Ed Hooper files bill to stiffen penalties for firefighter murderers

firefighters (Large)
Firefighters and paramedics are frequently involved in perilous situations alongside police.

Republican Sen. Ed Hooper is proposing legislation that would stiffen criminal penalties related to the murder of a on-duty firefighter.

Under the proposal (SB 370), the convicted murderer of a firefighter would face the same consequences as a person who killed a police or correctional officer — life in prison without the possibility of parole.

Speaking to Florida Politics, Hooper said firefighters are worthy of the same legal classification as their first responder counterparts. They, he asserted, face many of the same risks as law enforcement officers.

“I just don’t think that they ought to be treated differently if they’re all responding to the same emergencies at the same time,” Hooper, a retired firefighter himself, said.

Indeed, firefighter and paramedics are frequently involved in perilous situations — from police raids and active shooter incidents to hostage situations and other mass casualty incidents that require police intervention.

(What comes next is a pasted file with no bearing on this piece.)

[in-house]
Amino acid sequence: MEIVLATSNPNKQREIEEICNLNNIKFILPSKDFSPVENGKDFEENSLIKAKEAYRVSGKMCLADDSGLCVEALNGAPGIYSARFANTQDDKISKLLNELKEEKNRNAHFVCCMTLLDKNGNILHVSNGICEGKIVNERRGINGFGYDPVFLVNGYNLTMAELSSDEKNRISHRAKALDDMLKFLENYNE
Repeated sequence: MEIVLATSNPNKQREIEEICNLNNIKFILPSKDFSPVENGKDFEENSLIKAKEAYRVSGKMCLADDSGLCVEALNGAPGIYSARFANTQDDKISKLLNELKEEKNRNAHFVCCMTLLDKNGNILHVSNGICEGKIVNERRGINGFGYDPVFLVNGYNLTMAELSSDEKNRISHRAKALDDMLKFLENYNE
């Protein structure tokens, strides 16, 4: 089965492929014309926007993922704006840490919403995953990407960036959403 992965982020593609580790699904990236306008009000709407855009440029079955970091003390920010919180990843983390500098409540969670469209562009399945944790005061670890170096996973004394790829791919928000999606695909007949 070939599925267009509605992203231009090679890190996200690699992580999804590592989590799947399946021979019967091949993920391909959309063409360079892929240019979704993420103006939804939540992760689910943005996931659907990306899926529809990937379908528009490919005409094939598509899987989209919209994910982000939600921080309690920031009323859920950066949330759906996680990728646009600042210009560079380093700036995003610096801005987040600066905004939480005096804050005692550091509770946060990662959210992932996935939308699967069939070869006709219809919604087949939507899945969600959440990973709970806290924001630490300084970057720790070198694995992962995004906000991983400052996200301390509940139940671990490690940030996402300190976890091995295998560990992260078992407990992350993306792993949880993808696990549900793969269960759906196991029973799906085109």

In 2017, after the Pulse Massacre, Orange County and the City of Orlando began issuing ballistic vests and helmets to firefighters and medics. The June 12 siege killed 49 and injured more than 60 in Downtown Orlando.

“They’re right in the line of fire,” Hooper said of firefighters and medics.

While the Chief Financial/State Fire Marshal Office is in the process of reviewing the legislation, a spokesperson for CFO and State Fire Marshal Jimmy Patronis lauded Hooper’s advocacy.

“Senator Hooper is a tremendous advocate for Florida’s first responders and measures that further protect our firefighters as they put themselves in harm’s way to save lives are vital to the fire service community,” said Communications Director Devin Galetta.

If signed into law, the measure would take effect October 1, 2022.

Hooper, meanwhile, is also sponsoring legislation that would bolster the Firefighter Bill of Rights. The measure (SB 264) would align the Firefighter Bill of Rights more closely to the Police Bill of Rights when it comes to internal investigations.

The 2022 Legislative Session begins Jan. 11.

Jason Delgado

Jason Delgado covers news out of the Florida State Capitol. After a go with the U.S. Army, the Orlando-native attended the University of Central Florida and earned a degree in American Policy and National Security. His past bylines include WMFE-NPR and POLITICO Florida. He'd love to hear from you. You can reach Jason by email ([email protected]) or on Twitter at @byJasonDelgado.


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